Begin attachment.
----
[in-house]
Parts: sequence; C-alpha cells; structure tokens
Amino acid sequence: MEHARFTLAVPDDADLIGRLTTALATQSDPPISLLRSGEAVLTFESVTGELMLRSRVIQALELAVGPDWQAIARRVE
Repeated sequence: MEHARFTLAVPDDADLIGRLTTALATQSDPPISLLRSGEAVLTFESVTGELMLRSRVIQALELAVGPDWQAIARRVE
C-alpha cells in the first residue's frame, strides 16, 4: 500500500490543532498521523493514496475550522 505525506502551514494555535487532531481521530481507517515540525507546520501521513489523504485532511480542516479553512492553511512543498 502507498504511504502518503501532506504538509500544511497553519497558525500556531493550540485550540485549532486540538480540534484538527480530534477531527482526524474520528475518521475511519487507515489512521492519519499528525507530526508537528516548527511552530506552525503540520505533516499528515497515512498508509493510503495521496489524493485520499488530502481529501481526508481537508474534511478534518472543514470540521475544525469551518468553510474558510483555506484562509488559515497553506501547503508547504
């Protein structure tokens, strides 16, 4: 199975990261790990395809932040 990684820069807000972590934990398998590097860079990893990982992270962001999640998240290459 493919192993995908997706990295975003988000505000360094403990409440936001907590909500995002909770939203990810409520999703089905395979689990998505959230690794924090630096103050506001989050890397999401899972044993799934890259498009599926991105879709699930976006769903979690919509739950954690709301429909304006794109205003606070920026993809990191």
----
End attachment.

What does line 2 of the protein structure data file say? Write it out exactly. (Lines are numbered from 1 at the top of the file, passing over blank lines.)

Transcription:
Parts: sequence; C-alpha cells; structure tokens